One of my New Year's resolutions for 2014 was to blog at a rate of at least one post/week. This is hard, particularly if I'm aiming for meaty, content-rich posts about my research findings. I have not, in fact, published many posts that would fit that description so far this year (the ongoing series of posts about my great-grandfathers' WWI service records being a possible exception, but those are not really the most meaty, research-y posts I've ever written). There were a few good posts about my research in the last half of 2013, when I was also aiming to keep up that posting schedule. (Examples include Finding Louisa and I think I just hit my first brick wall.)
However, in the past few months, I've also posted several of my most visited and most commented-upon posts of all time. These were a varied group, but most-visited included both Top 10 Halloween Costumes for Genealogists and Tutorial: Searching Fulton History, while most commented upon included John Joseph O'Hara's WWI Service Record and a Plea for Help and Mother Malone: Family History through Song. (That last one surprised me; I didn't expect it to strike such a chord.*)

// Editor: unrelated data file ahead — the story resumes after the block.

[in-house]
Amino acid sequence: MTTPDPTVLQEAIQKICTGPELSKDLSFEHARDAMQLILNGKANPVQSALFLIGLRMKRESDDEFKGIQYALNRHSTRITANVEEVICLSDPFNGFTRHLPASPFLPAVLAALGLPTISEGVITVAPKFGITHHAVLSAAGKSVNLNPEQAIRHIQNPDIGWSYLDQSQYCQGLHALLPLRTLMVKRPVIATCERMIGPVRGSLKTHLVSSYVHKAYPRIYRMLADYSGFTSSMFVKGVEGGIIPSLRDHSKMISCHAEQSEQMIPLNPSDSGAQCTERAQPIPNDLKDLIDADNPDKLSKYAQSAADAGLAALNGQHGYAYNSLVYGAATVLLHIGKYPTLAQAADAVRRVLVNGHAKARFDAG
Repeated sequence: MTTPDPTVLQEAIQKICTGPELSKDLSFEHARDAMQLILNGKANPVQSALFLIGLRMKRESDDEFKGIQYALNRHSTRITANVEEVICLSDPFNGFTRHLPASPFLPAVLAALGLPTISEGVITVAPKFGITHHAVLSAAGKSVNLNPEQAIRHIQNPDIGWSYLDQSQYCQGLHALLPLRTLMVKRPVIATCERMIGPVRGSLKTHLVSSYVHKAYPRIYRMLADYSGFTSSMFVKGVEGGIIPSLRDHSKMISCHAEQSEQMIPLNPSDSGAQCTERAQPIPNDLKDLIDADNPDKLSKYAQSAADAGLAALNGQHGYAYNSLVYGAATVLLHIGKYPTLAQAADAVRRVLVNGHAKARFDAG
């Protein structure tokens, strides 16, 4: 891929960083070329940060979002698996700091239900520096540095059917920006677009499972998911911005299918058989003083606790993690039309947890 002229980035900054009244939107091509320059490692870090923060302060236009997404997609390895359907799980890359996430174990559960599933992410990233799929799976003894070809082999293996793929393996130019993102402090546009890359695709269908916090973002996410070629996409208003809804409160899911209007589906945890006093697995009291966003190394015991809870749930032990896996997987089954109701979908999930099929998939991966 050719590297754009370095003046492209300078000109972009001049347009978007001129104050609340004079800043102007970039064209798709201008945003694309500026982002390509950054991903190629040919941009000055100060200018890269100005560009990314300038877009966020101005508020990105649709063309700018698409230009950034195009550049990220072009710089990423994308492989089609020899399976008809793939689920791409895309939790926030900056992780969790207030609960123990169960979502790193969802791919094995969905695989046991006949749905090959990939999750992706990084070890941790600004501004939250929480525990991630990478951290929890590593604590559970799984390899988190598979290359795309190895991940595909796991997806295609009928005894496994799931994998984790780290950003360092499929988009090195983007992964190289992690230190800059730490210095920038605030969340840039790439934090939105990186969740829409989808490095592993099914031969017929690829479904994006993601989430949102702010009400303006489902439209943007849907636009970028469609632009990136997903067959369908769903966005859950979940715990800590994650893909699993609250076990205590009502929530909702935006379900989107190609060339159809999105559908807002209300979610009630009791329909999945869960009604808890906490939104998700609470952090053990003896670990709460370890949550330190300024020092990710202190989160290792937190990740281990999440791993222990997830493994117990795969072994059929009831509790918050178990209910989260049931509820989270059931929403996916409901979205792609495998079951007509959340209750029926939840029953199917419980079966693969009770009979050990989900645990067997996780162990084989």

There's not a lot of overlap there, between the posts that are about my research and the posts people most enjoy reading. The posts that attract the most readers are the most universal; they're not all about me, my ancestors, or my research. They are, at times, utterly absurd. (Top 10 Pick-up Lines for Genealogists? I did not exactly advance the scholarly conversation with that one!)
I've always conceived of blogging primarily as a way to organize and share my research, but that doesn't seem to be the type of blogging that is actually most successful with readers. When I first started looking at this pattern, I worried that I was writing more for other people than for myself. And yet, some of those more popular, less-research-based posts are the ones that I enjoy the most. Because, in fact, Top 10 Pick-up Lines for Genealogists was really fun to write!
Which means I'm left trying to figure out what exactly motivates me to write. Am I writing to improve and organize my research? Am I writing for fun? Am I writing for me? Am I writing for an audience? Am I just pointlessly rambling? I may have limited blogging time over the next couple of months, and trying to figure out what to do about it has me analyzing what I write, and what I should be writing. Do I stop updating, or do I make an effort now to schedule posts for the future? I've been aiming for the latter, but it involved producing content in a much more concentrated way than I ever have before, causing at least some of my soul-searching about what to write and why.
Why do you blog? How do you focus your content? Or do you just let the spirit move you?
*See what I did there?